Meteorite impacts might have kick-started the Earth’s tectonic plates and boosted the planet’s magnetic field, according to a study from Australia’s Macquarie University.
The research, led by Craig O’Neill from the university’s Planetary Research Centre, and published in the journal Nature Geoscience, offers a scenario to illuminate what happened during the first 500 million years of the Earth’s existence – a period known as the Hadean, or, more poetically, the geologic dark ages.
To date, the question of whether the young planet featured moving tectonic plates has been moot, primarily because almost nothing of its early crust remains.
Some scientists have proposed that grains of zircon, dating to before 4.1 billion years ago, are evidence of early, active tectonics. Others, however, are more convinced by geochemical data indicating that in its formative years the Earth was encased in a motionless “lid”, with moving tectonic plates emerging later.
Tectonic plates were until recently thought to be unique to Earth, at least within the solar system. However, research by scientists at the University of California, Los Angeles, in 2012, using satellite imagery, established that Mars also experiences plate movement, although on a smaller scale.
It is safe to say, though, that on the evidence plate tectonics is a rare phenomenon in local space, which raises the question of how it started.
Modelling by O’Neill and his colleagues has thrown up a possible answer.
“Our results indicate that giant meteorite impacts in the past could have triggered events where the solid outer section of the Earth sinks into the deeper mantle at ocean trenches – a process known as subduction,” he says.
“This would have effectively recycled large portions of the Earth’s surface, drastically changing the geography of the planet.”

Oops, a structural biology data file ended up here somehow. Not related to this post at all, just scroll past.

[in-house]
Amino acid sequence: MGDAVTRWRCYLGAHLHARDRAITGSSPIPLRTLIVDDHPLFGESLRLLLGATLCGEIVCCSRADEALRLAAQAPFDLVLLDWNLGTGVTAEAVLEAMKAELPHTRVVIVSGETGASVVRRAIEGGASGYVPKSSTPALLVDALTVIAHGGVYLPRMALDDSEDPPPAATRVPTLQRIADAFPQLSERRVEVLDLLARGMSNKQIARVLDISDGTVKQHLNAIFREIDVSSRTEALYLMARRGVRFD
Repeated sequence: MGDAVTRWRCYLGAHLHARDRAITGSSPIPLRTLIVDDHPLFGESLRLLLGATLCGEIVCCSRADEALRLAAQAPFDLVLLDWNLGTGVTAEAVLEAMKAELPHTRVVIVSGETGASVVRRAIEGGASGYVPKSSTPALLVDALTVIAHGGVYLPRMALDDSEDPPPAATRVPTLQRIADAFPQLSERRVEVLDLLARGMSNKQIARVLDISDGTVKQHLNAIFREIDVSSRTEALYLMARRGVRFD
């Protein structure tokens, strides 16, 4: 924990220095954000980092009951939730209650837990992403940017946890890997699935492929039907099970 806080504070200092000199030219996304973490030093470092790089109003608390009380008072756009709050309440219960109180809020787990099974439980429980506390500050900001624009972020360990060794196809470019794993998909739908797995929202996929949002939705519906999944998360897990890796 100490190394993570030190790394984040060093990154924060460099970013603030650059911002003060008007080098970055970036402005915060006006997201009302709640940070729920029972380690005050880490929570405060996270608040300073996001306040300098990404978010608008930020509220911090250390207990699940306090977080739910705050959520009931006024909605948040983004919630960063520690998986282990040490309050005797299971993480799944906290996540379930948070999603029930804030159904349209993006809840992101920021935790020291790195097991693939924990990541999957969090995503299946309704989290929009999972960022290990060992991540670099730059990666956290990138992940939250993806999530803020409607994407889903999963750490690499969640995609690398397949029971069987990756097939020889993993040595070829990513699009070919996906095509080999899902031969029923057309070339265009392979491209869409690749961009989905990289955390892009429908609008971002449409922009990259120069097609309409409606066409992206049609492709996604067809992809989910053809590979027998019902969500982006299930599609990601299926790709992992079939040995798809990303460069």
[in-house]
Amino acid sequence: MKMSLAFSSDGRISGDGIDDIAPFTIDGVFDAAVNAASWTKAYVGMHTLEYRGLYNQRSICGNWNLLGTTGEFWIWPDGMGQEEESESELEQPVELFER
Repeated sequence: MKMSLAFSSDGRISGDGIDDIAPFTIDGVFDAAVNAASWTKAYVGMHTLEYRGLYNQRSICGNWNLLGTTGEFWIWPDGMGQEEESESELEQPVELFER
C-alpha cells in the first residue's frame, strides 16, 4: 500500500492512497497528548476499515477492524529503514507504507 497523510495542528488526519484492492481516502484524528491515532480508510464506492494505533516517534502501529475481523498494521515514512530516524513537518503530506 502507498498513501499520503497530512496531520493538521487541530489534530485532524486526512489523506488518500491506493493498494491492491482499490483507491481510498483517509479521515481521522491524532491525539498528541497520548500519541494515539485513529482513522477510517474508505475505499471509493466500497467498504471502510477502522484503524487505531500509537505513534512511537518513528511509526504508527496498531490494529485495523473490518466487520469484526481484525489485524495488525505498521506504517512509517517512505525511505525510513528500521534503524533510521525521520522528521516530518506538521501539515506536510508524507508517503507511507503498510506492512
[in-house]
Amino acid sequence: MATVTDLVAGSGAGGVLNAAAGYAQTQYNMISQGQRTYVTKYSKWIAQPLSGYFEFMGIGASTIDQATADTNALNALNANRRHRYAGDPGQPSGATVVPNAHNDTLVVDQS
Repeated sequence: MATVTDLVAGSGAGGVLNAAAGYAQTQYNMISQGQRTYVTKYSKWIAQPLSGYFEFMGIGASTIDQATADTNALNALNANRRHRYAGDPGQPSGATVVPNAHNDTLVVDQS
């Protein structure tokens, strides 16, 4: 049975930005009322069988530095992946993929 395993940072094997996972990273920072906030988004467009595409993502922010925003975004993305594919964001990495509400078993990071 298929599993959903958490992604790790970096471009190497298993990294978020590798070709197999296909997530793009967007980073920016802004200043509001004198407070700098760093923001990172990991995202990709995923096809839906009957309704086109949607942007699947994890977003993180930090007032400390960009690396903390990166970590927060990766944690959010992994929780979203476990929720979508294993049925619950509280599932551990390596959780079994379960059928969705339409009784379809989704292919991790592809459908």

Positing meteorite collisions during the Hadean fits well with evidence from other planets in the inner solar system, as well as with well-established observations of the moon, which is scarred by impacts from that period. The modelling potentially reconciles the conflicting geochemical findings that have left the question of early tectonic movement open.
“We’ve seen evidence of some geological activity that suggests something like subduction acted on the early Earth – but this is hard to reconcile with other geodynamic simulations,” adds O’Neill.
“But if we consider Earth as part of an evolving early solar system, as opposed to only looking at the planet in isolation, then this evolution starts to make more sense.”
The modelling also finds support in research that indicates the strength of Earth’s magnetic field moved suddenly from a low value to a higher one closer to that found today around four billion years ago.
Meteorite impacts, the team suggests, would have caused the planet’s cold outer crust to move comparatively rapidly downwards towards the planetary core. This process would have changed the intensity of convection within the core, thus affecting the “geodynamo” – the conductive layer of liquid iron that surrounds the solid inner core and that generates a magnetic field.
“This is a really important age in the inner solar system,” says O’Neill.
“Impacting studies have suggested a big disturbance in the asteroid populations at this time, with perhaps a big upswing in impacts on the Earth. Our simulations show that larger amounts of meteorite collisions with the planet around this time could have driven the subduction process, explaining the formation of many zircons around this period, as well as the increase in magnetic field strength.”
Coauthor Simone Marchi from the Southwest Research Institute, in the US, adds that the study throws up the question of how much the structure of Earth and other rocky planets is the result of collisions that took place billions of years ago.
“This work shows there is a strong connection between impacts and geophysical evolution capable of drastically altering a planet’s evolution,” she says.
Andrew Masterson is a former editor of Cosmos.
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